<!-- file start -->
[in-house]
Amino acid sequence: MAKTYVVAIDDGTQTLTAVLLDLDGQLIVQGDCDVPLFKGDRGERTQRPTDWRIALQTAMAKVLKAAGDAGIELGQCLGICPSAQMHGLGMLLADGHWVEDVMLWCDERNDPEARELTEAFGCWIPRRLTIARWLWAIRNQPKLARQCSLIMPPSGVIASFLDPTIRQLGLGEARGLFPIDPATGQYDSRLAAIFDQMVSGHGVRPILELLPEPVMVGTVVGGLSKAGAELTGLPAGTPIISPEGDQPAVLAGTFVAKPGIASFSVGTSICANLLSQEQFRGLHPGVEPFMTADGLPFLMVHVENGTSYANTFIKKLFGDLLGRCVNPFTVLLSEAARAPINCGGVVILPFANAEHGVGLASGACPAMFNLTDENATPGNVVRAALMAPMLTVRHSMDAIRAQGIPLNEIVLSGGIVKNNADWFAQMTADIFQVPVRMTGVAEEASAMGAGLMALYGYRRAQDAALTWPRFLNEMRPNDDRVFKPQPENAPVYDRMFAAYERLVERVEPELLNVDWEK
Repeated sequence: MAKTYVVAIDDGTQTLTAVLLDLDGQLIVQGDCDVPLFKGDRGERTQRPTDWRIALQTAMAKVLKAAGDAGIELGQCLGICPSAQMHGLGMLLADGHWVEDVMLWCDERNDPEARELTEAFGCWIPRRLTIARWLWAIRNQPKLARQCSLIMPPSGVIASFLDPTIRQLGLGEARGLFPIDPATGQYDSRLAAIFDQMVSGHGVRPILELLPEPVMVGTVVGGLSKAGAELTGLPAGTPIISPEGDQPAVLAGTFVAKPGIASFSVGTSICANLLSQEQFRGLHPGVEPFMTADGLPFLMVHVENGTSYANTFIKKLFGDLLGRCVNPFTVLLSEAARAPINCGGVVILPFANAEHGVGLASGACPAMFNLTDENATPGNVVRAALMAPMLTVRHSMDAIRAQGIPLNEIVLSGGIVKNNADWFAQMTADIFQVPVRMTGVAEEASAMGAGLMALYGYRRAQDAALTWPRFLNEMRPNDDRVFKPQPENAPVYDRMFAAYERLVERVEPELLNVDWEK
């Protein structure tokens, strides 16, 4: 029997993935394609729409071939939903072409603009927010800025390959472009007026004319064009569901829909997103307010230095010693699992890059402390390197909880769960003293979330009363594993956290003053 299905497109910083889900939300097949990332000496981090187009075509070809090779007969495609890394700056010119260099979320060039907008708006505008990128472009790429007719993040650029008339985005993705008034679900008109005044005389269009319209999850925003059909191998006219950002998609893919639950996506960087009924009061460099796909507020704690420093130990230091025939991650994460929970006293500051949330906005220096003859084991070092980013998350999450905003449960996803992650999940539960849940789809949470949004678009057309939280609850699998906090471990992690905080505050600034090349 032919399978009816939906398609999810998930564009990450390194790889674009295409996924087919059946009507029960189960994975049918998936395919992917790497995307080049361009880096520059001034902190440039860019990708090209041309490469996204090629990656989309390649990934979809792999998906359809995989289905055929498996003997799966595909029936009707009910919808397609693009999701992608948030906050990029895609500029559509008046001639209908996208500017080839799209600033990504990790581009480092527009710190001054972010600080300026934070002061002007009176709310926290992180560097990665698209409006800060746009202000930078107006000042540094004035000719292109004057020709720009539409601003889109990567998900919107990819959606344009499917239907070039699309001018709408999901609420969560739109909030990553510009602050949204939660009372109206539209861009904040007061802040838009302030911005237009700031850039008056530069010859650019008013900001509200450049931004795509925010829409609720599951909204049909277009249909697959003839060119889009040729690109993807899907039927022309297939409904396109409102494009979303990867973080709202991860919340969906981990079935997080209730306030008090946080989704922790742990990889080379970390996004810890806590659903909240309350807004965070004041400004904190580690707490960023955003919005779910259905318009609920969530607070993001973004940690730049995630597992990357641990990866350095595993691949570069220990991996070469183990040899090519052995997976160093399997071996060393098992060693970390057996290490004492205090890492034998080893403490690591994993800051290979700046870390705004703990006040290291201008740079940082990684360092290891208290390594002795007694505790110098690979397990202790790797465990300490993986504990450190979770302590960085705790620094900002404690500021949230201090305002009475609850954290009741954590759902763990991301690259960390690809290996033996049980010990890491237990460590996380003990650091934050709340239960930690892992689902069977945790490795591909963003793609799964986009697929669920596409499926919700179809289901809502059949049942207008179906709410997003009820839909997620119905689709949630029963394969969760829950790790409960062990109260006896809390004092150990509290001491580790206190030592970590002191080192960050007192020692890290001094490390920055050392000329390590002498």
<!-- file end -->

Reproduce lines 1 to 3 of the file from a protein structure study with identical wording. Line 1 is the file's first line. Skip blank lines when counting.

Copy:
[in-house]
Amino acid sequence: MAKTYVVAIDDGTQTLTAVLLDLDGQLIVQGDCDVPLFKGDRGERTQRPTDWRIALQTAMAKVLKAAGDAGIELGQCLGICPSAQMHGLGMLLADGHWVEDVMLWCDERNDPEARELTEAFGCWIPRRLTIARWLWAIRNQPKLARQCSLIMPPSGVIASFLDPTIRQLGLGEARGLFPIDPATGQYDSRLAAIFDQMVSGHGVRPILELLPEPVMVGTVVGGLSKAGAELTGLPAGTPIISPEGDQPAVLAGTFVAKPGIASFSVGTSICANLLSQEQFRGLHPGVEPFMTADGLPFLMVHVENGTSYANTFIKKLFGDLLGRCVNPFTVLLSEAARAPINCGGVVILPFANAEHGVGLASGACPAMFNLTDENATPGNVVRAALMAPMLTVRHSMDAIRAQGIPLNEIVLSGGIVKNNADWFAQMTADIFQVPVRMTGVAEEASAMGAGLMALYGYRRAQDAALTWPRFLNEMRPNDDRVFKPQPENAPVYDRMFAAYERLVERVEPELLNVDWEK
Repeated sequence: MAKTYVVAIDDGTQTLTAVLLDLDGQLIVQGDCDVPLFKGDRGERTQRPTDWRIALQTAMAKVLKAAGDAGIELGQCLGICPSAQMHGLGMLLADGHWVEDVMLWCDERNDPEARELTEAFGCWIPRRLTIARWLWAIRNQPKLARQCSLIMPPSGVIASFLDPTIRQLGLGEARGLFPIDPATGQYDSRLAAIFDQMVSGHGVRPILELLPEPVMVGTVVGGLSKAGAELTGLPAGTPIISPEGDQPAVLAGTFVAKPGIASFSVGTSICANLLSQEQFRGLHPGVEPFMTADGLPFLMVHVENGTSYANTFIKKLFGDLLGRCVNPFTVLLSEAARAPINCGGVVILPFANAEHGVGLASGACPAMFNLTDENATPGNVVRAALMAPMLTVRHSMDAIRAQGIPLNEIVLSGGIVKNNADWFAQMTADIFQVPVRMTGVAEEASAMGAGLMALYGYRRAQDAALTWPRFLNEMRPNDDRVFKPQPENAPVYDRMFAAYERLVERVEPELLNVDWEK